“A good moral character is the first essential. It is highly important not only to be learned but to be virtuous.” ~George Washington
George Washington’s first lessons in good breeding came from a book entitled Rules of Civility & Decent Behaviour In Company and Conversation, which listed 110 rules of behavior for young men. The Rules of Civility were originally compiled and published by French Jesuits in 1595. This code of conduct was translated into an English version called Francis Hawkins’ Youths Behavior, or Decency in Conversation Amongst Men, and was reprinted at least eleven times between 1640 – 1672.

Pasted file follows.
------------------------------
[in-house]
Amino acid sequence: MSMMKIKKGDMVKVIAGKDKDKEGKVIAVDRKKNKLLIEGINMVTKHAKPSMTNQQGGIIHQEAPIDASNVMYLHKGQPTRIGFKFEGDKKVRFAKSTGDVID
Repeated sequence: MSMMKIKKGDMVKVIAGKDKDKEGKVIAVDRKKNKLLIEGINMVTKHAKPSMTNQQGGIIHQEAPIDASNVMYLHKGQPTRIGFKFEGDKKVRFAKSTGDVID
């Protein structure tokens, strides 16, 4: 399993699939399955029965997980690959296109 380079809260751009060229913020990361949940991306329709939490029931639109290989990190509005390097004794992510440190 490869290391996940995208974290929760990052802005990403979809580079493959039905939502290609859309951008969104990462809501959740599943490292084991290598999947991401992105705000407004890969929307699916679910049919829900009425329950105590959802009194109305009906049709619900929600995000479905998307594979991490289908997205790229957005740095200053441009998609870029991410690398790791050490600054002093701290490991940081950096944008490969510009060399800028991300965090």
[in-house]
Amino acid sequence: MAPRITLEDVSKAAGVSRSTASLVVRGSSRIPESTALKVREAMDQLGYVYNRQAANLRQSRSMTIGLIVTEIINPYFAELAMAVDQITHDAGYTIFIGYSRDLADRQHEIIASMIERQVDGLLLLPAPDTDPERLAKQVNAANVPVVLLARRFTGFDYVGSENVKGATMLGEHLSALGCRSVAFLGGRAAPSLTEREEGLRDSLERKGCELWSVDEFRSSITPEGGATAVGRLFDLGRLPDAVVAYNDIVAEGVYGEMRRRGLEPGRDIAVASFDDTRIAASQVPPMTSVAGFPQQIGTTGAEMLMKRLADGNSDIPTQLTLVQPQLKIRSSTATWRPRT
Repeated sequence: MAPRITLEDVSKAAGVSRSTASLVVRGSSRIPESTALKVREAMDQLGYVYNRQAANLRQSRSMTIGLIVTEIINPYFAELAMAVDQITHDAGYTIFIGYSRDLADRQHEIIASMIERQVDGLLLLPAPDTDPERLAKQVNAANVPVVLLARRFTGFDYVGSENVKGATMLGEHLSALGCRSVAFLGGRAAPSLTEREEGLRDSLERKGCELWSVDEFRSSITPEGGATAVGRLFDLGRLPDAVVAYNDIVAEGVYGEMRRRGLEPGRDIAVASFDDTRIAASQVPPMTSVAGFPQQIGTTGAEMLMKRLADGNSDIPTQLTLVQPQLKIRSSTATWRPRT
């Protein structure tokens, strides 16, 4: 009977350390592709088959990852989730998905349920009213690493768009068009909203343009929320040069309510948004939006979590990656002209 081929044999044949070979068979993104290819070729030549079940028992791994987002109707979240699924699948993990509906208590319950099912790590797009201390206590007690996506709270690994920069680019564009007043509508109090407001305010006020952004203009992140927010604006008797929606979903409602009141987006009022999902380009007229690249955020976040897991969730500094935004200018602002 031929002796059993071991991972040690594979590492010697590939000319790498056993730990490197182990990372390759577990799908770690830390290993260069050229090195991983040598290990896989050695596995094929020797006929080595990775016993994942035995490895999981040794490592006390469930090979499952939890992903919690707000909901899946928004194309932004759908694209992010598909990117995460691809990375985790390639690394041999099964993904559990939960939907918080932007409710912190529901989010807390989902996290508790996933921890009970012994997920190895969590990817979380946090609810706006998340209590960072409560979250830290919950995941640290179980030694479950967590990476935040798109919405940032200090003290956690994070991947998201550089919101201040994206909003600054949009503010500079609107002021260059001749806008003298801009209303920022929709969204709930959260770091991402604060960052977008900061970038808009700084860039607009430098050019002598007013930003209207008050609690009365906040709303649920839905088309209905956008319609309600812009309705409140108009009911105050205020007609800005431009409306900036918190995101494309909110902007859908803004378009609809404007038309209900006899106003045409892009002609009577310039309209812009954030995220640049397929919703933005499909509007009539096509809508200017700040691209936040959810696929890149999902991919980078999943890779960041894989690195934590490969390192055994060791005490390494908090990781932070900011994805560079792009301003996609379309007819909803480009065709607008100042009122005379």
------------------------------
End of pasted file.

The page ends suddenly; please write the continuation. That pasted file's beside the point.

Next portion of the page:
One copy of this English translation came into the hands of George Washington when he was about 16 years old, at his Ferry Farm home near Fredericksburg circa 1744. Washington carefully hand-copied these rules into a notebook, presumably as an exercise in penmanship. At the same time, the rules taught the teenage Washington how to walk, talk, and eat. They also conveyed a moral message, of paying attention to those around you.
September is Children’s Good Manners Month, and although the month is almost over, it’s never too late to teach your children proper behavior. Have your children (and teens!) learn general courtesies, manners and morals the way George Washington did! Click here for a free copy of “George Washington’s Rules of Civility” in a 17-page e-book.
Did You Know…? The Library of Congress owns George Washington’s original handwritten manuscript for Rules of Civility, along with many of his other school exercises.